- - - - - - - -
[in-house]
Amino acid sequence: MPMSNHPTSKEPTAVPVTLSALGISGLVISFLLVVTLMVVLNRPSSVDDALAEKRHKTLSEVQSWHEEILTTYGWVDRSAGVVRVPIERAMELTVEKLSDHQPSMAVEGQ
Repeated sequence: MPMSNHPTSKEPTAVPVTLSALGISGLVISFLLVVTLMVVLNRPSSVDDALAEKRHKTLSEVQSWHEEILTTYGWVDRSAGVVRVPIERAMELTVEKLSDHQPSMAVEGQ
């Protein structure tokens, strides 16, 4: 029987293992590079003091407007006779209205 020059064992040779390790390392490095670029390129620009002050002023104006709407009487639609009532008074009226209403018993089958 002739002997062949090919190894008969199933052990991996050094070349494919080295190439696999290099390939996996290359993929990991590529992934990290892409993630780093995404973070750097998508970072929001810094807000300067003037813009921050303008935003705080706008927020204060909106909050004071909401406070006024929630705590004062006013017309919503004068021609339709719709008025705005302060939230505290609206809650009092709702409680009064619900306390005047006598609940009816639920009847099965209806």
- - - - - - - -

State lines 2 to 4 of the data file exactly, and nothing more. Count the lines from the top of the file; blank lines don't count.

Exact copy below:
Amino acid sequence: MPMSNHPTSKEPTAVPVTLSALGISGLVISFLLVVTLMVVLNRPSSVDDALAEKRHKTLSEVQSWHEEILTTYGWVDRSAGVVRVPIERAMELTVEKLSDHQPSMAVEGQ
Repeated sequence: MPMSNHPTSKEPTAVPVTLSALGISGLVISFLLVVTLMVVLNRPSSVDDALAEKRHKTLSEVQSWHEEILTTYGWVDRSAGVVRVPIERAMELTVEKLSDHQPSMAVEGQ
């Protein structure tokens, strides 16, 4: 029987293992590079003091407007006779209205 020059064992040779390790390392490095670029390129620009002050002023104006709407009487639609009532008074009226209403018993089958 002739002997062949090919190894008969199933052990991996050094070349494919080295190439696999290099390939996996290359993929990991590529992934990290892409993630780093995404973070750097998508970072929001810094807000300067003037813009921050303008935003705080706008927020204060909106909050004071909401406070006024929630705590004062006013017309919503004068021609339709719709008025705005302060939230505290609206809650009092709702409680009064619900306390005047006598609940009816639920009847099965209806």